The last action we like for our Free Blockers to make is the basket cut. After passing the ball, we like for the Free Blocker to make a hard cut all the way to  the basket looking for the return pass. If he does not get the pass, we like him to clear out to the weak-side of the court and look for a new screening opportunity with one of our Movers.
 
When Free Blockers are not setting screens or making cuts, they must relocate to a spot behind the three-point line and stay 15' to 18' apart from their nearest teammate. This high and wide restriction keeps the middle from becoming too congested and clogged up.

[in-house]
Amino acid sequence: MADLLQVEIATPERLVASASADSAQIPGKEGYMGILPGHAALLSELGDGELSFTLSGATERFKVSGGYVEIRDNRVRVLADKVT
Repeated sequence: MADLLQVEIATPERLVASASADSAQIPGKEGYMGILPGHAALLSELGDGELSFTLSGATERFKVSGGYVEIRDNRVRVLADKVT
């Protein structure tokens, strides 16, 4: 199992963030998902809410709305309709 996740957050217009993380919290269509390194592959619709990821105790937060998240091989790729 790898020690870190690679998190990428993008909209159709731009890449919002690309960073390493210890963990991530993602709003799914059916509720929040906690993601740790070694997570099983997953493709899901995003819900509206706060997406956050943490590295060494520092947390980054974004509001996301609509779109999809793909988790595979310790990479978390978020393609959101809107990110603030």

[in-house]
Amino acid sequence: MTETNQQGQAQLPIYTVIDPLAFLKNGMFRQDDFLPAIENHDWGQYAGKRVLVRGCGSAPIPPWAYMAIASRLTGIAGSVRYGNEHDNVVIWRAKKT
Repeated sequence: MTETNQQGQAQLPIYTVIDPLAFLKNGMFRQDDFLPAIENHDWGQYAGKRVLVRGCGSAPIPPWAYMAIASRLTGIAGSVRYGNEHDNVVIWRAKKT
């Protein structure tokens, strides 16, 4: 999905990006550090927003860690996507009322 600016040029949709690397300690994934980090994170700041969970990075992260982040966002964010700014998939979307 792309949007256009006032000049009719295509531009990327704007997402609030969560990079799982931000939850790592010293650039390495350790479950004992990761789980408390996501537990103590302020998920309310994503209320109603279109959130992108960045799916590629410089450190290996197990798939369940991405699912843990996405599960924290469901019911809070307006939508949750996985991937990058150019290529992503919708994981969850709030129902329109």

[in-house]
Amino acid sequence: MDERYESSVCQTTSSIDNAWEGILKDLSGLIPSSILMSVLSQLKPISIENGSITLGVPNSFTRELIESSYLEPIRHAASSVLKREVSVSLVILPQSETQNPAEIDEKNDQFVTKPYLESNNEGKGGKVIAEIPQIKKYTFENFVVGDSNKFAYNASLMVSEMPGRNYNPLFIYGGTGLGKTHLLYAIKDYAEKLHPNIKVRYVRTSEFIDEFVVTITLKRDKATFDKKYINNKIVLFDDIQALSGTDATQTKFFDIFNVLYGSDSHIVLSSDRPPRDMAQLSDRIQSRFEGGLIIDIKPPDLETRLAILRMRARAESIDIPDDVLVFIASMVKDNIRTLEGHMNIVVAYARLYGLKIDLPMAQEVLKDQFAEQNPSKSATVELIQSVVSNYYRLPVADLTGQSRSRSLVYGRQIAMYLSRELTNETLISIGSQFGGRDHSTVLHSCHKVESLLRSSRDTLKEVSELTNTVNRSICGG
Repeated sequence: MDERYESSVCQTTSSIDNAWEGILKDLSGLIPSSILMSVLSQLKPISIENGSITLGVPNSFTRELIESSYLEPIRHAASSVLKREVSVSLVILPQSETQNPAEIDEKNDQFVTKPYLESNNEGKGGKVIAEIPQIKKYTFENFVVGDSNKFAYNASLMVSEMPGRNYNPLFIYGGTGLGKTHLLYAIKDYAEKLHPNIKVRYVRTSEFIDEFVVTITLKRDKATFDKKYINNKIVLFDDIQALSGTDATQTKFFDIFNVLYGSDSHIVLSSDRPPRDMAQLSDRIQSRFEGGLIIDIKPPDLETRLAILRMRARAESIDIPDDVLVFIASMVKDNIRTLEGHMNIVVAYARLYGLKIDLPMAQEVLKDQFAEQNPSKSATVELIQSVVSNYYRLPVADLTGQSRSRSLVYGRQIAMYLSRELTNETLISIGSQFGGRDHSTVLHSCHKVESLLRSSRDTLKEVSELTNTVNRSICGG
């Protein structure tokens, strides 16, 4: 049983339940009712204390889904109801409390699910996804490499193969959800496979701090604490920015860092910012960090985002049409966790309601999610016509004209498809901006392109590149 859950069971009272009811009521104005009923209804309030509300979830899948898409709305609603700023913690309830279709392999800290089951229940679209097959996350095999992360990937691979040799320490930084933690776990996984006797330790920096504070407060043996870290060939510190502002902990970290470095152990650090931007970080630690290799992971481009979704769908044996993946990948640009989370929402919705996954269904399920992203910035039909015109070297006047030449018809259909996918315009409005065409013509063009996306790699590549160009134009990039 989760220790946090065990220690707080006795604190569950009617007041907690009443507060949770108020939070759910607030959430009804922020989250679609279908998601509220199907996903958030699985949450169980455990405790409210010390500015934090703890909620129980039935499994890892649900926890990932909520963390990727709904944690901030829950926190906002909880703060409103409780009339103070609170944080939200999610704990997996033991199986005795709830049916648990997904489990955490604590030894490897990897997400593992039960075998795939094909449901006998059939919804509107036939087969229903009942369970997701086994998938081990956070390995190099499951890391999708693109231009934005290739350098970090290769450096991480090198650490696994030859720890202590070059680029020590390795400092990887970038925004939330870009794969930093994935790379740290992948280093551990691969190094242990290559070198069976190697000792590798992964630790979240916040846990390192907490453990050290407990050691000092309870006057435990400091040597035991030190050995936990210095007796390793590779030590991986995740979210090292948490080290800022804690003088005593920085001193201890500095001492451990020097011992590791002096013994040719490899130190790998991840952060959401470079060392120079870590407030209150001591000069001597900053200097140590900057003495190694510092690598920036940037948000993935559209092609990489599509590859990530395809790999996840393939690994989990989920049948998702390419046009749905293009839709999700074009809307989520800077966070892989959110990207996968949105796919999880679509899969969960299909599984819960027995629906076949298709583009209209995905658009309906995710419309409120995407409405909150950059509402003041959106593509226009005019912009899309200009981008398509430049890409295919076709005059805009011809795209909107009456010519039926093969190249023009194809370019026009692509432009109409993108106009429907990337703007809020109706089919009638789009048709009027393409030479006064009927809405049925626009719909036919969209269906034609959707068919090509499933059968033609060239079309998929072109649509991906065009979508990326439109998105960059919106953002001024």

Lane-to-lane Blocker
 
Our Lane-to-lane Blocker is our single low post player. We want this Blocker to play in the low post area opposite the ball. This places him in an ideal location to cut to the basket and post up, to duck-in for the high-low pass from on top, to flash cut into the high post as a pressure releaser, to grab weak-side offensive rebounds, or to take advantage of draw-and-kick opportunities.
 
When the Lane-to-lane Blocker is on the ball-side, we want him to hold his posting position for a two count. If he does not receive the basketball in this time, he then must clear the ball-side low post and look to set a screen for one of our Movers. His screening options include the following:
 
1. The Lane-to-lane Blocker has the option to set a back-screen or up-screen for one of our Movers after he has passed the ball. After setting the back-screen or up-screen, our Blocker then rolls back to the ball looking for the next pass. This "screener back to the ball" action creates some great scoring opportunities for this Blocker.